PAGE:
Wheat Intolerance and Spelt Flour

Now I’m as sceptical as the next person about the so-called food intolerances and allergies of the modern world, but there’s no doubt about it, many people report feeling unwell or at best uncomfortable if they eat foods containing wheat, and prefer to steer clear of them.  A friend staying recently is one such person.  She isn’t coeliac so gluten’s fine, but she has discovered over the years that she’s less likely to have stomach aches and feel generally unwell if she doesn’t eat bread, pasta and cakes.  Unless, that is, they are made using spelt flour.  Spelt is an ancient grain with a unique gluten structure which makes it easier to digest; at least, that’s what it says on my packet.  I made the orange and poppy seed cake when she came, but this time substituted spelt flour for plain flour.  And, guess what, it turned out the same!  Okay, so maybe it was just a tiny bit denser, but it’s possible that, being so determined to find something different about it, I completely imagined this.

Lemon and Poppy Seed Cake

When I substituted lemon for orange in the cake I was very pleased with the result.  It was a good way to use up some of the lemons left over from making my son’s birthday cake.  I added the juice of two lemons and the zest of one, which produced a subtle lemon flavour.  If you wanted a stronger flavour, you could add the zest of a further lemon.

 

The Cake That Went Wrong

We finished our Christmas cake a few days ago and since we’re not doing a clean/dry/healthy January or whatever it is we’re supposed to do, I decided to bake a cake yesterday, the first baking I’ve done since before the festive season.  When I asked my youngest what he’d like, he didn’t hesitate: the ginger cake from the Nordic Bakery Cookbook, a gift to me from his big brother.  I’m half Norwegian, which makes the boys a quarter Norwegian, and we all love the recipes in this book.  Actually, our youngest has baked more from it than I have, and very successfully.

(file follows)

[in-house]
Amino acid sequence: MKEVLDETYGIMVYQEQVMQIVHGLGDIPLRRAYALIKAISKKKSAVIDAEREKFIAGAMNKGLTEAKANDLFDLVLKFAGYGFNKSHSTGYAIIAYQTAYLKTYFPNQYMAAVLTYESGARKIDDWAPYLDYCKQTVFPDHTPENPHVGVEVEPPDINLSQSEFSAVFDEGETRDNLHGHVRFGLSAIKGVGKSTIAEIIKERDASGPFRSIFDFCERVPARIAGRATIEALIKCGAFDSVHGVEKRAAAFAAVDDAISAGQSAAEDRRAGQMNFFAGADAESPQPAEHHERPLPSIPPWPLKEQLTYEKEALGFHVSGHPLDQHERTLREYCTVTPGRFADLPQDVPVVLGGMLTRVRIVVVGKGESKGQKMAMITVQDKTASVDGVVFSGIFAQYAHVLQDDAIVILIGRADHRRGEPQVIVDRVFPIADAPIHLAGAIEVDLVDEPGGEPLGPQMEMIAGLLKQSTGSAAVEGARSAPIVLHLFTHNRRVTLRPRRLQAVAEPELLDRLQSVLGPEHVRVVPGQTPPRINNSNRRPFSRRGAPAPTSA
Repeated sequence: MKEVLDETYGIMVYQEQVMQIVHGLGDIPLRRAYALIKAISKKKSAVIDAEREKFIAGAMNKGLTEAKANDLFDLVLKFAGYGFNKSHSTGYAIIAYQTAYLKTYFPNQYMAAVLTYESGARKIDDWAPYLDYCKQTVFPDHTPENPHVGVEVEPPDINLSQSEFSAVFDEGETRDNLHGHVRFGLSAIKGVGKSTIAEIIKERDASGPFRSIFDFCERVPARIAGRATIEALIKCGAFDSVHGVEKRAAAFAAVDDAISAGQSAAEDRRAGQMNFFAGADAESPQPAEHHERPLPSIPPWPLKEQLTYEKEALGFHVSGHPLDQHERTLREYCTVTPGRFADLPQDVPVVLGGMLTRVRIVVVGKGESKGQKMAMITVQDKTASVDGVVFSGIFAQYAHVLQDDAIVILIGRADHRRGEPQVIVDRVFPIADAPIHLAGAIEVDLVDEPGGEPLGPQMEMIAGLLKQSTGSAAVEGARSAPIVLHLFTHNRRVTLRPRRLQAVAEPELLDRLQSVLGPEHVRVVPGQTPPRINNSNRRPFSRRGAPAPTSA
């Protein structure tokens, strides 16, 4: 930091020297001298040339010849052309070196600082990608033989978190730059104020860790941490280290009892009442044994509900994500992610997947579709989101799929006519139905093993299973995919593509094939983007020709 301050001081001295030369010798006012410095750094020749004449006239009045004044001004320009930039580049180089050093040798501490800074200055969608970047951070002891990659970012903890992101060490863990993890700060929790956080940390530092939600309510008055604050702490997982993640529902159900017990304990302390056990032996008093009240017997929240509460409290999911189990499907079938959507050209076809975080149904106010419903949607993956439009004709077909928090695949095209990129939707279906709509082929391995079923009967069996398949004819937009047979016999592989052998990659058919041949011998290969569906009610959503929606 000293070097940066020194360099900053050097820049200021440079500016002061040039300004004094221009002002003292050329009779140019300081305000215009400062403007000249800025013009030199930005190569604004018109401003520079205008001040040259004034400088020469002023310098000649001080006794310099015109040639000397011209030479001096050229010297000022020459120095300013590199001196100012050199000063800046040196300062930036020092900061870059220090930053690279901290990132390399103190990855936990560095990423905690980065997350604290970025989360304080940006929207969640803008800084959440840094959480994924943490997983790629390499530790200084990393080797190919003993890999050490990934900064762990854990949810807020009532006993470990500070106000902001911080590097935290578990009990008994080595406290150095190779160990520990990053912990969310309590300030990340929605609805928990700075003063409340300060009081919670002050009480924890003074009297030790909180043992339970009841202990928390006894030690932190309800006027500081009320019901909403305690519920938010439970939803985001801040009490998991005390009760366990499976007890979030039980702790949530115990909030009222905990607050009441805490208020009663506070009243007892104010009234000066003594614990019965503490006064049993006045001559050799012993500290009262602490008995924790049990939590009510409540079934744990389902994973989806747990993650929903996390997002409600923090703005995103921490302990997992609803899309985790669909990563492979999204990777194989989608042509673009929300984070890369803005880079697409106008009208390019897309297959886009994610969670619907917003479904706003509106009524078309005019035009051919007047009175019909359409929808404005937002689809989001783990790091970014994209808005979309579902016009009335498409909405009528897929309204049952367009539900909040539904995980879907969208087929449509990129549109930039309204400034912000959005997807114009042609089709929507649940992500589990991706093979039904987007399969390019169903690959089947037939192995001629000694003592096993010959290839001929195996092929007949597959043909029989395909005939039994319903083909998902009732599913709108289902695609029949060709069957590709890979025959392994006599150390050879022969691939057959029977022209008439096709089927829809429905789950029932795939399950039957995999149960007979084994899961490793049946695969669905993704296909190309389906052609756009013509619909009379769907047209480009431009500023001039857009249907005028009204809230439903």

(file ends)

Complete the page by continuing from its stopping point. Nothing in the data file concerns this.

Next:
Since I last made the ginger cake (in an 8″ tin), I’ve bought the correct sized (7″) tin, which is the one I used yesterday.  I knew the cake would therefore be deeper and I’d need to make sure it was cooked in the middle.  At the end of the allotted time, the skewer came out clean, so I knew it was cooked through, but as you can see in the photos, I was WRONG.  As I turned it over the middle began to ooze out, creating, to much wailing by me, a massive sink hole.  How could this be?   One explanation is that I inserted the skewer at an angle and somehow missed the middle, but I don’t really believe this.  Nor do I think it has anything to do with the timing adjustments one has to make for Aga cooking because I’ve got used to that now and nothing like this has happened before.  Mind you, that’ll teach me to think smugly that I might write a blog in which I pass on cooking tips and recipes to fellow Aga owners.  Rest assured though, I will not rest until the mystery is solved and I WILL be having another go at this one.

Apart from the middle, which I scooped into the bin, the cake was absolutely fine, so when my son came home from school, I put the kettle on and we laughed at my mishap.   Oh, and ate some cake.